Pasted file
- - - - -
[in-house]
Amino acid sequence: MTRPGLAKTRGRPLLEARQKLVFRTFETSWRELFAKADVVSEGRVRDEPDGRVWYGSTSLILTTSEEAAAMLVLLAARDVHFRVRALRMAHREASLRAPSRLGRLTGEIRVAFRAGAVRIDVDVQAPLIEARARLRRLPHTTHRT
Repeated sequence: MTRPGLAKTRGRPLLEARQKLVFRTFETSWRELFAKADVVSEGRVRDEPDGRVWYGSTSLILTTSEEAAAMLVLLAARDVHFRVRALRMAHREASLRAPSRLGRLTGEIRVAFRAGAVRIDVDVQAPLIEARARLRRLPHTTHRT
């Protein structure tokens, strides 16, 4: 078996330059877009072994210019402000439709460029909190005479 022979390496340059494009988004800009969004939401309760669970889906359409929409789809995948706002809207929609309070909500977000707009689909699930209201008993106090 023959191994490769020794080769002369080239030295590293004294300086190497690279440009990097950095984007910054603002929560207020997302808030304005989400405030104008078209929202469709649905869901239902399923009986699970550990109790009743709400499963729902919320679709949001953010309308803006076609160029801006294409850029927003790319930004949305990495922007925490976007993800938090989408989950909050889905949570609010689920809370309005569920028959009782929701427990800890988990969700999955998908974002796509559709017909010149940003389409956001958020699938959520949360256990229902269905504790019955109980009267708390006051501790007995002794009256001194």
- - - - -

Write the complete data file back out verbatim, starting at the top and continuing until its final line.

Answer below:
[in-house]
Amino acid sequence: MTRPGLAKTRGRPLLEARQKLVFRTFETSWRELFAKADVVSEGRVRDEPDGRVWYGSTSLILTTSEEAAAMLVLLAARDVHFRVRALRMAHREASLRAPSRLGRLTGEIRVAFRAGAVRIDVDVQAPLIEARARLRRLPHTTHRT
Repeated sequence: MTRPGLAKTRGRPLLEARQKLVFRTFETSWRELFAKADVVSEGRVRDEPDGRVWYGSTSLILTTSEEAAAMLVLLAARDVHFRVRALRMAHREASLRAPSRLGRLTGEIRVAFRAGAVRIDVDVQAPLIEARARLRRLPHTTHRT
């Protein structure tokens, strides 16, 4: 078996330059877009072994210019402000439709460029909190005479 022979390496340059494009988004800009969004939401309760669970889906359409929409789809995948706002809207929609309070909500977000707009689909699930209201008993106090 023959191994490769020794080769002369080239030295590293004294300086190497690279440009990097950095984007910054603002929560207020997302808030304005989400405030104008078209929202469709649905869901239902399923009986699970550990109790009743709400499963729902919320679709949001953010309308803006076609160029801006294409850029927003790319930004949305990495922007925490976007993800938090989408989950909050889905949570609010689920809370309005569920028959009782929701427990800890988990969700999955998908974002796509559709017909010149940003389409956001958020699938959520949360256990229902269905504790019955109980009267708390006051501790007995002794009256001194």